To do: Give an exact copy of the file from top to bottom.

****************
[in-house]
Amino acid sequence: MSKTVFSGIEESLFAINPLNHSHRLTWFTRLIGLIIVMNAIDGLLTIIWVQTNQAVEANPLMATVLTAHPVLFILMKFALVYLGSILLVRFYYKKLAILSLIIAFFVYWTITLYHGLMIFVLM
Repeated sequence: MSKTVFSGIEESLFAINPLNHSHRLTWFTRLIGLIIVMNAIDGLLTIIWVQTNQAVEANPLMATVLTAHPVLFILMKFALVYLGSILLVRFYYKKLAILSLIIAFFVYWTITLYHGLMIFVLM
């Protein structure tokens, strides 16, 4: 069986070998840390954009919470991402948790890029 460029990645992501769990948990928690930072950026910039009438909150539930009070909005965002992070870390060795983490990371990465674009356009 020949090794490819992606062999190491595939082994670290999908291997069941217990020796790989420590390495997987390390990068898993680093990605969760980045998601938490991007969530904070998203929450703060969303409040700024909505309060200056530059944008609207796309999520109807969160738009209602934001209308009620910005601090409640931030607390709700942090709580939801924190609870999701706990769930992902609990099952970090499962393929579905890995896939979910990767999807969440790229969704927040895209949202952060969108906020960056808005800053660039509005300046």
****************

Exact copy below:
[in-house]
Amino acid sequence: MSKTVFSGIEESLFAINPLNHSHRLTWFTRLIGLIIVMNAIDGLLTIIWVQTNQAVEANPLMATVLTAHPVLFILMKFALVYLGSILLVRFYYKKLAILSLIIAFFVYWTITLYHGLMIFVLM
Repeated sequence: MSKTVFSGIEESLFAINPLNHSHRLTWFTRLIGLIIVMNAIDGLLTIIWVQTNQAVEANPLMATVLTAHPVLFILMKFALVYLGSILLVRFYYKKLAILSLIIAFFVYWTITLYHGLMIFVLM
């Protein structure tokens, strides 16, 4: 069986070998840390954009919470991402948790890029 460029990645992501769990948990928690930072950026910039009438909150539930009070909005965002992070870390060795983490990371990465674009356009 020949090794490819992606062999190491595939082994670290999908291997069941217990020796790989420590390495997987390390990068898993680093990605969760980045998601938490991007969530904070998203929450703060969303409040700024909505309060200056530059944008609207796309999520109807969160738009209602934001209308009620910005601090409640931030607390709700942090709580939801924190609870999701706990769930992902609990099952970090499962393929579905890995896939979910990767999807969440790229969704927040895209949202952060969108906020960056808005800053660039509005300046």